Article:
This time round, if the nation is to run out of heating fuel, it will not be the miners who carry the blame but their incompetent former sympathisers in Westminster, who after 12 years in power have just realised that North Sea gas is running out and we need atomic power stations. These should have been ordered a decade ago, and would now be up and running.

Instead, they are building thousands of onshore windfarms which would have been totally useless in the present situation: the reason for the unprecedented cold at nights – with temperatures in some areas colder than the South Pole – was that a high pressure zone was sitting stationary over much of Northern Europe and this means virtually no wind!

I was more interested in the way that country folk rally round in times of crisis...

And then, of course, there came the nationwide shortage of salt and grit which has meant that thousands of miles of country lanes remained impassable for days on end. The Government, of course, blamed the highways authorities – mainly the county councils – for this, conveniently overlooking the fact that Government grants to the shire counties for such services have been consistently re-distributed to urban areas ever since New Labour came to power.

Pondering these anomalies, however, I was more interested in the way that country folk rally round in times of crisis. The Country Land and Business Association took the trouble of issuing a public thank you to framers who had used their tractors to pull stranded motorists out of ditches (see News, last Friday) and out came one of the most heartening statistics I have seen in a very long time.

As both the Royal Society for the Protection of Birds and the British Trust for Ornithology came out with appeals to people to feed birds in their gardens or on their farms (See News, Monday) Tesco announced that the sales of birdseed has gone up by 140%.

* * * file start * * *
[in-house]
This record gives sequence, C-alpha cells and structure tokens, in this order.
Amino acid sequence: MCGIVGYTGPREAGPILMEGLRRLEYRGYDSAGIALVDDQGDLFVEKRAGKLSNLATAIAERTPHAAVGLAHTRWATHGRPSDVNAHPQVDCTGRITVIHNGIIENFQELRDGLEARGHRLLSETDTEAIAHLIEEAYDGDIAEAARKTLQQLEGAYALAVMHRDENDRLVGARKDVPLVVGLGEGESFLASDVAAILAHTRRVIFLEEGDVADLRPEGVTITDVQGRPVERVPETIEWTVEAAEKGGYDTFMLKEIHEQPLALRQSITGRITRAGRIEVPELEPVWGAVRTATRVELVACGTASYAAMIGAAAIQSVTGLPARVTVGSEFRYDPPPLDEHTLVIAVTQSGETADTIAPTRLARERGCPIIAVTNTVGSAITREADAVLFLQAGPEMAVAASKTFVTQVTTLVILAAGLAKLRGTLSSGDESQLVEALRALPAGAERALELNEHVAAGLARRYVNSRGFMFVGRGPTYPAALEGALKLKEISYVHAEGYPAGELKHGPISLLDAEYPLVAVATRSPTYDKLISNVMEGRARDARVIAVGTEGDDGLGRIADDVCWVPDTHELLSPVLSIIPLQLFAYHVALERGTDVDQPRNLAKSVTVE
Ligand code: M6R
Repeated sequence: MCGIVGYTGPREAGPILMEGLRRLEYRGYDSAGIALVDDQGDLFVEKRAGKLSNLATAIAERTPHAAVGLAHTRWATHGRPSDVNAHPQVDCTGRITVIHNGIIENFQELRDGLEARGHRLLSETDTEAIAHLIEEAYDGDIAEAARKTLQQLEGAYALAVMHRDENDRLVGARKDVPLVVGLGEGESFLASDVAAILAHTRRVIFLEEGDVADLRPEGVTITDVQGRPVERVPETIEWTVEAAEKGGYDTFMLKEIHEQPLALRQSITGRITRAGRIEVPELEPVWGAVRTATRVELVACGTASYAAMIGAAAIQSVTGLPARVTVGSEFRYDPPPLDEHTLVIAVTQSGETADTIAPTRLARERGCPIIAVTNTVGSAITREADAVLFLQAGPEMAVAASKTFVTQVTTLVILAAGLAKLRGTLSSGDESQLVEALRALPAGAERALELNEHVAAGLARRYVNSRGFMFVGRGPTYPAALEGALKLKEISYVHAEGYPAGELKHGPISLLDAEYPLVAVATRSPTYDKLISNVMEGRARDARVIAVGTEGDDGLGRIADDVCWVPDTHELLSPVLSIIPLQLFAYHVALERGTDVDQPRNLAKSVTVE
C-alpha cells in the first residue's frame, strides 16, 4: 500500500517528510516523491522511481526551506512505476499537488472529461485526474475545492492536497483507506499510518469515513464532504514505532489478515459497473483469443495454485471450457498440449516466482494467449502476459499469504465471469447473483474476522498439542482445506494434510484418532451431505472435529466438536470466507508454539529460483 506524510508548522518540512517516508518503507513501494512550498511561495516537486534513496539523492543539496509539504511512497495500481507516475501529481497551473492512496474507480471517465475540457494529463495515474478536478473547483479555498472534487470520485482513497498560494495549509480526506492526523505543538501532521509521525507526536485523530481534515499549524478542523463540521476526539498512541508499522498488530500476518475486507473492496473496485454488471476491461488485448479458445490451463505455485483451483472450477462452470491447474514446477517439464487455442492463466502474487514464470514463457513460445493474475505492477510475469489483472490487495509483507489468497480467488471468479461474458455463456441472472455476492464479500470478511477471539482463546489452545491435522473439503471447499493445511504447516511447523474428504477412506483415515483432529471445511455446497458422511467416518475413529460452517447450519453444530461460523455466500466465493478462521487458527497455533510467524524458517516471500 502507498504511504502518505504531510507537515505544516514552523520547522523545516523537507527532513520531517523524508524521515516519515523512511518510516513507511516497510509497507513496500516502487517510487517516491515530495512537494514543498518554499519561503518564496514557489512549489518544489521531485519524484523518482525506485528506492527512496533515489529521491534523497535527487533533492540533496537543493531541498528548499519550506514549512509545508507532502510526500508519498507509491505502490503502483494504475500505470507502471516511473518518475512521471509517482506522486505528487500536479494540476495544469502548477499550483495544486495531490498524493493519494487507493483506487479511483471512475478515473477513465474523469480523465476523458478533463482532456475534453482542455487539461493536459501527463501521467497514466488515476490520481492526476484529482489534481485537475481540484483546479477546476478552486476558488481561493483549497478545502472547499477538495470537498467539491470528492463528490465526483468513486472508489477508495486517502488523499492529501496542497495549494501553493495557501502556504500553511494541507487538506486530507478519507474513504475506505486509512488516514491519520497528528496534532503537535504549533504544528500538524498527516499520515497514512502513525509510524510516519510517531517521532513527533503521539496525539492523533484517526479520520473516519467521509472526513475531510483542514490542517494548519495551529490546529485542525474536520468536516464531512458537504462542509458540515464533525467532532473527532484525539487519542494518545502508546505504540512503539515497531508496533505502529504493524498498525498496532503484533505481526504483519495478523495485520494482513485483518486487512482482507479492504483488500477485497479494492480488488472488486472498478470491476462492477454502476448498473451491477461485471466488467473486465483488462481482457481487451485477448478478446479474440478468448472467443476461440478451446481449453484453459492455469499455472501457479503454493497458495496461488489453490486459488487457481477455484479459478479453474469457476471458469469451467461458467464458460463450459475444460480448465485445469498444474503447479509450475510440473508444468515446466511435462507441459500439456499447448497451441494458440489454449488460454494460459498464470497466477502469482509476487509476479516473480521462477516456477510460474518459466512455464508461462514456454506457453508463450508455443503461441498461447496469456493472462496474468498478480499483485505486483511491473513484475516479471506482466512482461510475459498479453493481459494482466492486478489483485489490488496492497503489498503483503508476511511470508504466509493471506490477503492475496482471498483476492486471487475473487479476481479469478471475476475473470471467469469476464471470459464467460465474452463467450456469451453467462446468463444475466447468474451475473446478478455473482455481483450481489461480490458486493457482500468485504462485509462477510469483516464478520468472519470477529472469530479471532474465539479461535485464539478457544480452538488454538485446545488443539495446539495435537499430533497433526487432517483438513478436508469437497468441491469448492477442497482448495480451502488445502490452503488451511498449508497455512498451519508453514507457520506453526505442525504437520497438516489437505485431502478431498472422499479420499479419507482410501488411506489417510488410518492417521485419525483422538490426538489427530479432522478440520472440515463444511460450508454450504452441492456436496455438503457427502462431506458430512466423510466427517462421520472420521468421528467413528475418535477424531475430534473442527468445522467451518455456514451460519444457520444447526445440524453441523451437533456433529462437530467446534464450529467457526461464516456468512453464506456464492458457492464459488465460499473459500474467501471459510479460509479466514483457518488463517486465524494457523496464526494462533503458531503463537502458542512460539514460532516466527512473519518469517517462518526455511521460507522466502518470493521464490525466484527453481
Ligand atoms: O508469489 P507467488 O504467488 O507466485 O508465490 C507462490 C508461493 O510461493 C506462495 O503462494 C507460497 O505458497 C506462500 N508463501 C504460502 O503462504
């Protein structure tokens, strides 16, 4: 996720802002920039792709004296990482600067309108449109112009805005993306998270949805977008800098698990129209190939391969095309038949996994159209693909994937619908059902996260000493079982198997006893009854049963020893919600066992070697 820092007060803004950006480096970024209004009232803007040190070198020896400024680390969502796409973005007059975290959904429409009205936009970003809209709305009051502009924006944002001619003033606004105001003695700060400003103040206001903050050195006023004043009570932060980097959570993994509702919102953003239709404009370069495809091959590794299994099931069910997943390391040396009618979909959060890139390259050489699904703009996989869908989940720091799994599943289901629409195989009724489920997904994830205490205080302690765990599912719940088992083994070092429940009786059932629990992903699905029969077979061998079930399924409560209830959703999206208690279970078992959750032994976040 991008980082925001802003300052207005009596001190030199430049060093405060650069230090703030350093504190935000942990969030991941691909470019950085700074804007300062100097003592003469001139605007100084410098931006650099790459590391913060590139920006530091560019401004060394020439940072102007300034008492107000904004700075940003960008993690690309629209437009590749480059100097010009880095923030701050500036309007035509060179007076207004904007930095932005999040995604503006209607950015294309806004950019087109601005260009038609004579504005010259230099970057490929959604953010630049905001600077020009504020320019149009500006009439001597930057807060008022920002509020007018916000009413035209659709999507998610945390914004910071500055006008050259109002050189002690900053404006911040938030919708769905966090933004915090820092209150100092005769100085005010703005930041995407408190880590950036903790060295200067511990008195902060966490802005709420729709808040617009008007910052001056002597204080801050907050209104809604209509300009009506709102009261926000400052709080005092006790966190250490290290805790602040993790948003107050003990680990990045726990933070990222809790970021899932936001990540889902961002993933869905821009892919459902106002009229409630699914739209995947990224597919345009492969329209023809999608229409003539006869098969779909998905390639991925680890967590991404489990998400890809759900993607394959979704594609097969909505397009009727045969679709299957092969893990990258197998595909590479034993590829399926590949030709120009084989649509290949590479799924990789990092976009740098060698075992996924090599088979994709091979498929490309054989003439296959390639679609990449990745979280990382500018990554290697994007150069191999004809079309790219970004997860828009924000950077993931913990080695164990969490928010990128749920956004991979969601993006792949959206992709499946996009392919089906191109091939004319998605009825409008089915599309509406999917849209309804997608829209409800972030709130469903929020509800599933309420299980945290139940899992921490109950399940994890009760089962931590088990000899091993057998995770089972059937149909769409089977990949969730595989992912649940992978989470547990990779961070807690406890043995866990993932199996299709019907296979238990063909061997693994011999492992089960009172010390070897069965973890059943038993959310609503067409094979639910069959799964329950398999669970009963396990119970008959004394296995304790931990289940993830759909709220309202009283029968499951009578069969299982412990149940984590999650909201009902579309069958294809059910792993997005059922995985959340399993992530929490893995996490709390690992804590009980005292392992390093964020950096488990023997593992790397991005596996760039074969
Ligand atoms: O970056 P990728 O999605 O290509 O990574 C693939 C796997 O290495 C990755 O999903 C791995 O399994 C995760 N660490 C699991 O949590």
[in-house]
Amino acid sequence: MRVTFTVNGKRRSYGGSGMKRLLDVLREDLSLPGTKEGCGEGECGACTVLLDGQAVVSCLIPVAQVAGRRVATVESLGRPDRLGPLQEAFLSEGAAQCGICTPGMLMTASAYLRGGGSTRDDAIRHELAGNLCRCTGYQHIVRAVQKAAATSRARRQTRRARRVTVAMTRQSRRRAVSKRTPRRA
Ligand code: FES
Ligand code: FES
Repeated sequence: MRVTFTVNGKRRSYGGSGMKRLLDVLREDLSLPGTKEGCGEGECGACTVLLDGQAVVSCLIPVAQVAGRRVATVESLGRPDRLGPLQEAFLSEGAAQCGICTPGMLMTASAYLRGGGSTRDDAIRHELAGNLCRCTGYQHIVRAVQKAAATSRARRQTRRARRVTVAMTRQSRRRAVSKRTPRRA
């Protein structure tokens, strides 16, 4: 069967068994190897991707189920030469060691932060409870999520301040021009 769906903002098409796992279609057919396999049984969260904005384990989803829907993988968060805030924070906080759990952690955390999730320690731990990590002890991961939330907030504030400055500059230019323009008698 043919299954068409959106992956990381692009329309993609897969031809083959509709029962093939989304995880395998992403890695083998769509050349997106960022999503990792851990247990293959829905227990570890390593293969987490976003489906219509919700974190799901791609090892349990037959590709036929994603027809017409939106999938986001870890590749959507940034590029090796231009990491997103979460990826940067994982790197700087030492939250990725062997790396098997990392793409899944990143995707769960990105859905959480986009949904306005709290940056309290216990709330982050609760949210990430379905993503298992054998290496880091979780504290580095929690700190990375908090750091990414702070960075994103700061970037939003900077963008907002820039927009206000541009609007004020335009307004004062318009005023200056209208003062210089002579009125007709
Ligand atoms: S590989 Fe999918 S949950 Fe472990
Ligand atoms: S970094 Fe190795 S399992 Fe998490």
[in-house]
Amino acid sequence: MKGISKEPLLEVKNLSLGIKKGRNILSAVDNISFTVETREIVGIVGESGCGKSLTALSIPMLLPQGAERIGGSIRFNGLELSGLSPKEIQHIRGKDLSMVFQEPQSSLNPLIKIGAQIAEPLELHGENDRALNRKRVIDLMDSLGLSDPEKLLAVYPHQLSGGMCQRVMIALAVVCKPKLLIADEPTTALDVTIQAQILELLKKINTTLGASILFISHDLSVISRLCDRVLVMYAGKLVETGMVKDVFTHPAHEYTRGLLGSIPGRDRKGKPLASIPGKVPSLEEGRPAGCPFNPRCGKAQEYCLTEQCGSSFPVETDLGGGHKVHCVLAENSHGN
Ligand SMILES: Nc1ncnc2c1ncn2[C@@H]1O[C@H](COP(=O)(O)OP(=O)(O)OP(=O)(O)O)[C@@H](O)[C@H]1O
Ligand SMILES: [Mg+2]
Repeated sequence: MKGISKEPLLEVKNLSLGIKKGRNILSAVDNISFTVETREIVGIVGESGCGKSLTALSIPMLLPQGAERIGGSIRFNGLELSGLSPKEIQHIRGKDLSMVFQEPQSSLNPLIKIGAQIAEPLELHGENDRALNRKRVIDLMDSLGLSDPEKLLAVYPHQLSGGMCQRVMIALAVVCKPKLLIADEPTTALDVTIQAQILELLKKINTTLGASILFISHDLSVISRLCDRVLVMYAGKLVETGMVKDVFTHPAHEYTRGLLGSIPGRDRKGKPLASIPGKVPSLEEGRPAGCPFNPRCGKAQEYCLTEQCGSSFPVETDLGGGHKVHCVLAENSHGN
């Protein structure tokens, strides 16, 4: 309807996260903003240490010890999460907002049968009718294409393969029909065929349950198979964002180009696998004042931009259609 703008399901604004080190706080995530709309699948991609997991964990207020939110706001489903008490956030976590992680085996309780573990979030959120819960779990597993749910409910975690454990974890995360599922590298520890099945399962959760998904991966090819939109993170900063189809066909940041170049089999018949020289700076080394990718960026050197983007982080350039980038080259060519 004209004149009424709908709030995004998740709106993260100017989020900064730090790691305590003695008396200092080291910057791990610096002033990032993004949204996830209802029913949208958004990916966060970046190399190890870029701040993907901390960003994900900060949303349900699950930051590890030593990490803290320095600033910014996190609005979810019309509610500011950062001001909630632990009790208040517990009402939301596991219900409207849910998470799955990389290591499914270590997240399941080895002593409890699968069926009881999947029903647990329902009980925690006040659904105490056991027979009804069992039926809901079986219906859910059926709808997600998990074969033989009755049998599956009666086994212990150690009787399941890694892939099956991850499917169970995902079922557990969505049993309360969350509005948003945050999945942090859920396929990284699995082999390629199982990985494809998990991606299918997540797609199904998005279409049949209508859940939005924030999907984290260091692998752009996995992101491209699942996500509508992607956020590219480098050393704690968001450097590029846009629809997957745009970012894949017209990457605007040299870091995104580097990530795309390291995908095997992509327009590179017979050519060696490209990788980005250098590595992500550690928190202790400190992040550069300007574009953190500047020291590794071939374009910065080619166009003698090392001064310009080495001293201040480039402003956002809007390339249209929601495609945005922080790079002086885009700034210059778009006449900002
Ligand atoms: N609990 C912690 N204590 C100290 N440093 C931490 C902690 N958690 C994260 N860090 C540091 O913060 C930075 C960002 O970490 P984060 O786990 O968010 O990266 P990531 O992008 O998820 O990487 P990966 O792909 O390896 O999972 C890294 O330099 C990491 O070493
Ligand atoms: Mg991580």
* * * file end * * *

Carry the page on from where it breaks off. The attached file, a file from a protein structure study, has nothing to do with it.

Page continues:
Now I not usually a Tesco fan – I hate their planning policies and their treatment of suppliers – but the fact that their cost-conscious consumers were lashing out to save our wild birds raised the cold cockles of my heart a degree or two.

In this, I can claim a little personal satisfaction. I have struggled the half mile or so to my allotment, on truly treacherous paths and mindful of my healing stitches from a pre-Christmas hernia operation, to feed and water my birds. This involved lugging a two litre bottle of hot water which, hopefully, stayed unfrozen for an hour or so that my avian friends could get a sip or two.

There were millions of country folk carrying out similarly small but important tasks for their friends, neighbours, and even the strangers stranded in their cars. So, all in all, things are not much different to those difficult days back in 1947 or that other cold snap in 1962-63.

Most of us have freezers, although ours is almost empty, so starvation has not been a major threat even for those snowed in. Antibiotics are plentiful, if you can get to the chemist. But I smiled, though, when the Government called on us to show the “Blitz spirit” which we did in1947 having just won a world war. But it begs the question: who is the enemy now?